Readers react to snide sniper and gender articles

Dear Joan:

Regarding your recent article, Tips for dealing with coworker’s snide comments, regarding comments made by one co-worker to another, in front of someone else, I've found that -- after discussion with the supervisor to OK it -- direct confrontation at the "scene of the crime" is critical.  

This new employee is trying to do damage in front of people to make himself look better in their eyes (bullying). Big mistake. I advise our staff to ask pointedly, at the time it happens, exactly what the person means, whether it's some sort of jab, or if it's meant hurtfully, or if there is some specific reason that sort of thing is coming out of their mouth at that particular time.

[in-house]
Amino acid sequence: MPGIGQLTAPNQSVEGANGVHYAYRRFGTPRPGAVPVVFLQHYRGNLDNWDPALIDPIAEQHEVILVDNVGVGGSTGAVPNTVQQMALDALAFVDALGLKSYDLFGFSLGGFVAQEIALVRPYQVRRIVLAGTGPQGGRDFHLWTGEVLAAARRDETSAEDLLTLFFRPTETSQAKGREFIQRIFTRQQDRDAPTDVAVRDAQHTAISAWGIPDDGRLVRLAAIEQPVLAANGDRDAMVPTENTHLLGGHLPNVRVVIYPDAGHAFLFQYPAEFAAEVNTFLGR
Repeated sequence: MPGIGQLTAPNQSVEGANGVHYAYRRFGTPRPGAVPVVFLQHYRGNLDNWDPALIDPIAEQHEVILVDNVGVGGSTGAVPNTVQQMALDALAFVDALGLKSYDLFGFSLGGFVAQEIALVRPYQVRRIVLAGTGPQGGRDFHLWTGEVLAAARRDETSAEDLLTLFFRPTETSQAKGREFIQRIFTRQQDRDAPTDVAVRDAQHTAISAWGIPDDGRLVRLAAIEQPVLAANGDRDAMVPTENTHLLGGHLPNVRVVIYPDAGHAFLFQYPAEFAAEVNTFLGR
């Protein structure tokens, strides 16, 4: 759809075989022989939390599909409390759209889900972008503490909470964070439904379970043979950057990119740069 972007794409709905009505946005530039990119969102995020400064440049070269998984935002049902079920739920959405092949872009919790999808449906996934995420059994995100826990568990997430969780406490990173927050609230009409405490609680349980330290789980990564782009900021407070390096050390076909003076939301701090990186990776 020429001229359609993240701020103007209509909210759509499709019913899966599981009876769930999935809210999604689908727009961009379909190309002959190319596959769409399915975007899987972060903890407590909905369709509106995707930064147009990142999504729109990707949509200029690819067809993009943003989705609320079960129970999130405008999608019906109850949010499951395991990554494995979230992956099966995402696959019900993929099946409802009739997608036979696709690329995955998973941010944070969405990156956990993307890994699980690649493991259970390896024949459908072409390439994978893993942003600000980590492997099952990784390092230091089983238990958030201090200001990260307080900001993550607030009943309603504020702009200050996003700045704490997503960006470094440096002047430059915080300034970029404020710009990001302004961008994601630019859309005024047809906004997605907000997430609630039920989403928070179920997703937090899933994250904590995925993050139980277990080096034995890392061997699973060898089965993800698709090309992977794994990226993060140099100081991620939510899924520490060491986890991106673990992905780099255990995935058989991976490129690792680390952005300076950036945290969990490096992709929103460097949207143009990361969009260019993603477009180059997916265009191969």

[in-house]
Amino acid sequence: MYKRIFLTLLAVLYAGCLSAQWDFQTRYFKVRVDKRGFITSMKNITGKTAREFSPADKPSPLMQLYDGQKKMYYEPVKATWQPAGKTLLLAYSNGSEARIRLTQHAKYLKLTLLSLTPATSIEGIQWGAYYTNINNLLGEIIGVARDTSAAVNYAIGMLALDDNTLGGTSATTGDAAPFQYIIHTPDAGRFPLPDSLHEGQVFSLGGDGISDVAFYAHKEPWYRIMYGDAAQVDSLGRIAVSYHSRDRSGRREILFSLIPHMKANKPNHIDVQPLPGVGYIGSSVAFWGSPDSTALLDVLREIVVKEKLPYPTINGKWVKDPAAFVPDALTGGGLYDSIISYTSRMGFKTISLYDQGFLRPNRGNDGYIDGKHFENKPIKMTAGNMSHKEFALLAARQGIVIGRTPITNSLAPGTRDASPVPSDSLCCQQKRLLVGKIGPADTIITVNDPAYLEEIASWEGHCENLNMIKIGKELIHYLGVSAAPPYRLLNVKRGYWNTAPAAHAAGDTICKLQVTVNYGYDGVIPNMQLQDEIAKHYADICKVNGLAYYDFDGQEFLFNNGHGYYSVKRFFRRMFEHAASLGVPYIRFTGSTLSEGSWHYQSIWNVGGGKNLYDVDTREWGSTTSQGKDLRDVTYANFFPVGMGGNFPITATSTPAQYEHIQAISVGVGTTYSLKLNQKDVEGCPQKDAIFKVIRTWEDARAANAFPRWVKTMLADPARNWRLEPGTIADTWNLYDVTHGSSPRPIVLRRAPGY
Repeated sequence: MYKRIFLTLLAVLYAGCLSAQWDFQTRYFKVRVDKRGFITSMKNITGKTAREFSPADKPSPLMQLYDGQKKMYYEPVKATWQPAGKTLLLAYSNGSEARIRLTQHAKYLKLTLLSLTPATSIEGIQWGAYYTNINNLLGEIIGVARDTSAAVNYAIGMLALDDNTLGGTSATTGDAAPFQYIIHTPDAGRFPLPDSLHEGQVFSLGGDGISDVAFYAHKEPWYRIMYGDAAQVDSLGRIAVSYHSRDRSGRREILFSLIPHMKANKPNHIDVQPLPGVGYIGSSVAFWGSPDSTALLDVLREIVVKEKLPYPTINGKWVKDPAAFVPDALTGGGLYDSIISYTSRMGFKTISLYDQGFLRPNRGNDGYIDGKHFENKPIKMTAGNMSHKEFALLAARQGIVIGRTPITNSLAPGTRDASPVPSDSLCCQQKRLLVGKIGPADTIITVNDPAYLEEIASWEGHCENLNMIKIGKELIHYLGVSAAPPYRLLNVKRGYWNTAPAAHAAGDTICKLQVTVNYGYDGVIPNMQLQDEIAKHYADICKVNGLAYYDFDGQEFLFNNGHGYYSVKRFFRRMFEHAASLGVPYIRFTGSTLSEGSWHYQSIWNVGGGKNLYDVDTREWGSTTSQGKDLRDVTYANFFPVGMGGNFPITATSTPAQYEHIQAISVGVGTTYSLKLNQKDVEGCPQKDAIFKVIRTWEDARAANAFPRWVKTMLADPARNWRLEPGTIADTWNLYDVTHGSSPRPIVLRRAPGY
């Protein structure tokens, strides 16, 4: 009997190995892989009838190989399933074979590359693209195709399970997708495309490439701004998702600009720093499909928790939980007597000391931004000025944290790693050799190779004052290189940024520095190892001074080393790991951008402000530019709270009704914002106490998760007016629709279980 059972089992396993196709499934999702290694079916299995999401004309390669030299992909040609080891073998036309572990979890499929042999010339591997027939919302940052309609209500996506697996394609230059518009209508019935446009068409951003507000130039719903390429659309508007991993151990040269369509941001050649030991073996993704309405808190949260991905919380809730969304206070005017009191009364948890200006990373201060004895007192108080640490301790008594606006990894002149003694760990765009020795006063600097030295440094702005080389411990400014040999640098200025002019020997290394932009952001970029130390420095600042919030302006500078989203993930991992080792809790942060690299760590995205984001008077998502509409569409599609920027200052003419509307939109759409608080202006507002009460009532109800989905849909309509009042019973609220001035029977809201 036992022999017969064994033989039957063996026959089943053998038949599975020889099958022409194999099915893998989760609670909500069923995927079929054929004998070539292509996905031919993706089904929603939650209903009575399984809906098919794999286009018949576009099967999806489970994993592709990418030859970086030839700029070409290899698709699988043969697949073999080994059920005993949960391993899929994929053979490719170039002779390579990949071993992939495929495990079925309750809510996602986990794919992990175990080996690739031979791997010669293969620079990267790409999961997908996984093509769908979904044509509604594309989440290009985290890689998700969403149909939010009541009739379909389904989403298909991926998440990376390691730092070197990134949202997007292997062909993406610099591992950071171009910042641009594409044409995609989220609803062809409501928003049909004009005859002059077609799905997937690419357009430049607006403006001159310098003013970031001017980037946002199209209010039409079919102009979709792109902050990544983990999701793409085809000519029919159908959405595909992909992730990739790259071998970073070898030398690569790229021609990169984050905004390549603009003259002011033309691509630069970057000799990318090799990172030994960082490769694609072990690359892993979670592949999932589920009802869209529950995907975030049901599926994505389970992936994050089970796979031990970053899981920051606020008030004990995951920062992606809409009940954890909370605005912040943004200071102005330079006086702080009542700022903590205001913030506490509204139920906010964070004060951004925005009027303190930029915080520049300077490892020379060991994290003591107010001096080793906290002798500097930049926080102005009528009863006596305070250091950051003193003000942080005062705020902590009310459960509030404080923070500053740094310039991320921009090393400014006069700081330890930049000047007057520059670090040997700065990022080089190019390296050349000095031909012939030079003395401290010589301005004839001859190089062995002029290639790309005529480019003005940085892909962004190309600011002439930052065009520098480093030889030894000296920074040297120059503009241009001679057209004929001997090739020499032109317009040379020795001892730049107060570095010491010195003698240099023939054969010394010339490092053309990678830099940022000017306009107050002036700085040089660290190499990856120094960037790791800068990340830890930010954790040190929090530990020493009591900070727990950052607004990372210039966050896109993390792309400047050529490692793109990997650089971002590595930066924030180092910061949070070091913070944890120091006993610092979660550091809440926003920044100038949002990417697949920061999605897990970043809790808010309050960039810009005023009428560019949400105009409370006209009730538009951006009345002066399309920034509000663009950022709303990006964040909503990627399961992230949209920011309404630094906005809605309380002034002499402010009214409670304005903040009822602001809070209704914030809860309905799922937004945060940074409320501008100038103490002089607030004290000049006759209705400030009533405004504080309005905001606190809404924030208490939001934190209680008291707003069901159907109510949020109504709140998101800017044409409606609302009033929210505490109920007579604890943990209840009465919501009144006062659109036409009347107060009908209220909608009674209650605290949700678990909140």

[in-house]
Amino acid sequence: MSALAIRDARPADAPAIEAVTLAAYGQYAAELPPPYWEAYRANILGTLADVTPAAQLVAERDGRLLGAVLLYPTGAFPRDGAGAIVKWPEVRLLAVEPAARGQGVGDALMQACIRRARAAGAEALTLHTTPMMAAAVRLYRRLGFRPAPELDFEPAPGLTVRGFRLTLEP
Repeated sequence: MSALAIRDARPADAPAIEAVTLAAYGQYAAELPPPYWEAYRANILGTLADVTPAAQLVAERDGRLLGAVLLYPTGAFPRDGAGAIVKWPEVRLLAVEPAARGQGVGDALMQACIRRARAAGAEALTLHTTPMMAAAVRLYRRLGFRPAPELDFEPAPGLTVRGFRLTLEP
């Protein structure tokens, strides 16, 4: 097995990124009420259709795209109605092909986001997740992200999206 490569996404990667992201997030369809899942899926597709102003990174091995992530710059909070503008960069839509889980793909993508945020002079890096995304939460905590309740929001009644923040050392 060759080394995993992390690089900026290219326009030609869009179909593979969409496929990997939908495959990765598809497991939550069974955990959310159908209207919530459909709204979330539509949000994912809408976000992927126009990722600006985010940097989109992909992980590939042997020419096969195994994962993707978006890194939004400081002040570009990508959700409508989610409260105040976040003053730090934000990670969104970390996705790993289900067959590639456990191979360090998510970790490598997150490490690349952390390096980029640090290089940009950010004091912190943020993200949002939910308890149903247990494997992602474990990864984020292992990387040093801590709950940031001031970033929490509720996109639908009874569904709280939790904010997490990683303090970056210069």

Pointing out -- in public- - that that kind of thing is hurtful and not based in reality, and asking for a public apology, will shut this guy down for good. I'd advise her to ask him, in front of these other people, what specific problem he has with her. She should use a nice tone of voice and be sincere. Perhaps something like, "Frank, you seem to have some issues with the way I do my work and you also seem to want to bring those issues to a public forum instead of coming to me privately with them. Perhaps you would be good enough to tell me - in front of these people - what those issues are. I'd like to know so that, if they are really a problem, we can all discuss them and find a way to deal with them.